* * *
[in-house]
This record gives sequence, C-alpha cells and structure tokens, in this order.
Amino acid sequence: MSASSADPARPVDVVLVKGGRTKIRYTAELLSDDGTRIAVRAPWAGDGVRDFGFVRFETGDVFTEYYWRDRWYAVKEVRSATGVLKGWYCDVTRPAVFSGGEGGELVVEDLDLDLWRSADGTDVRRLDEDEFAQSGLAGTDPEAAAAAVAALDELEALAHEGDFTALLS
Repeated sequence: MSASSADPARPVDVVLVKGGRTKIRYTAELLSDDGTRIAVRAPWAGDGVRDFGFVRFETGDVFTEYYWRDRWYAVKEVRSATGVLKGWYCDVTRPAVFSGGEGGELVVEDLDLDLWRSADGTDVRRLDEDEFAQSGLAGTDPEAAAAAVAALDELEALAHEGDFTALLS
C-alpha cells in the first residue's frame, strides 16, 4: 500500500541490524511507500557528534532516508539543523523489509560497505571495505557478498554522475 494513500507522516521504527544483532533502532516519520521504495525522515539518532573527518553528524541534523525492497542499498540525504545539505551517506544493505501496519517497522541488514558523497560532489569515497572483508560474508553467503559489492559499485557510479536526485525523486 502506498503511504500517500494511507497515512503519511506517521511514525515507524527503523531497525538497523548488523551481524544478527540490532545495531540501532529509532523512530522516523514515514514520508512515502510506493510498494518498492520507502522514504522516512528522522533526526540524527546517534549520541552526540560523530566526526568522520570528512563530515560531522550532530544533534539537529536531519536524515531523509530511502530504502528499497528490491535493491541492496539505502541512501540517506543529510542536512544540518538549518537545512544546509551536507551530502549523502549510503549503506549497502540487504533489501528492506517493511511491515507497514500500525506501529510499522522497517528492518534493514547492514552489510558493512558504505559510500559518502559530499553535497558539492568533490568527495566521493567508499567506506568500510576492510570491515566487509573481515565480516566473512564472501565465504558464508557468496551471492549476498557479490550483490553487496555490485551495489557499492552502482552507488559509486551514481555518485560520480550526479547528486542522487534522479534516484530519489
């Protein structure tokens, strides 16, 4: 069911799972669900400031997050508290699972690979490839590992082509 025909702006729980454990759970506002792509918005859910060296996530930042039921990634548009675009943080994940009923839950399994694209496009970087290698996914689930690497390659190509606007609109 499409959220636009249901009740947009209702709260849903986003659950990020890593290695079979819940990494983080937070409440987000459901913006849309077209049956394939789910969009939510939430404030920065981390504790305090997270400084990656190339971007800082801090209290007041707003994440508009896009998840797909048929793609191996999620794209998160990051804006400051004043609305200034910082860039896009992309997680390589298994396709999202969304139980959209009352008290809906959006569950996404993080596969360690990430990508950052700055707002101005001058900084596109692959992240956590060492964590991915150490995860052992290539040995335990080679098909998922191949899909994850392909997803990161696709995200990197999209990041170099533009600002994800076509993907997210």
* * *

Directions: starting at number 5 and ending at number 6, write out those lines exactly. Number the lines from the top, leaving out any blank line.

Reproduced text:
C-alpha cells in the first residue's frame, strides 16, 4: 500500500541490524511507500557528534532516508539543523523489509560497505571495505557478498554522475 494513500507522516521504527544483532533502532516519520521504495525522515539518532573527518553528524541534523525492497542499498540525504545539505551517506544493505501496519517497522541488514558523497560532489569515497572483508560474508553467503559489492559499485557510479536526485525523486 502506498503511504500517500494511507497515512503519511506517521511514525515507524527503523531497525538497523548488523551481524544478527540490532545495531540501532529509532523512530522516523514515514514520508512515502510506493510498494518498492520507502522514504522516512528522522533526526540524527546517534549520541552526540560523530566526526568522520570528512563530515560531522550532530544533534539537529536531519536524515531523509530511502530504502528499497528490491535493491541492496539505502541512501540517506543529510542536512544540518538549518537545512544546509551536507551530502549523502549510503549503506549497502540487504533489501528492506517493511511491515507497514500500525506501529510499522522497517528492518534493514547492514552489510558493512558504505559510500559518502559530499553535497558539492568533490568527495566521493567508499567506506568500510576492510570491515566487509573481515565480516566473512564472501565465504558464508557468496551471492549476498557479490550483490553487496555490485551495489557499492552502482552507488559509486551514481555518485560520480550526479547528486542522487534522479534516484530519489
């Protein structure tokens, strides 16, 4: 069911799972669900400031997050508290699972690979490839590992082509 025909702006729980454990759970506002792509918005859910060296996530930042039921990634548009675009943080994940009923839950399994694209496009970087290698996914689930690497390659190509606007609109 499409959220636009249901009740947009209702709260849903986003659950990020890593290695079979819940990494983080937070409440987000459901913006849309077209049956394939789910969009939510939430404030920065981390504790305090997270400084990656190339971007800082801090209290007041707003994440508009896009998840797909048929793609191996999620794209998160990051804006400051004043609305200034910082860039896009992309997680390589298994396709999202969304139980959209009352008290809906959006569950996404993080596969360690990430990508950052700055707002101005001058900084596109692959992240956590060492964590991915150490995860052992290539040995335990080679098909998922191949899909994850392909997803990161696709995200990197999209990041170099533009600002994800076509993907997210």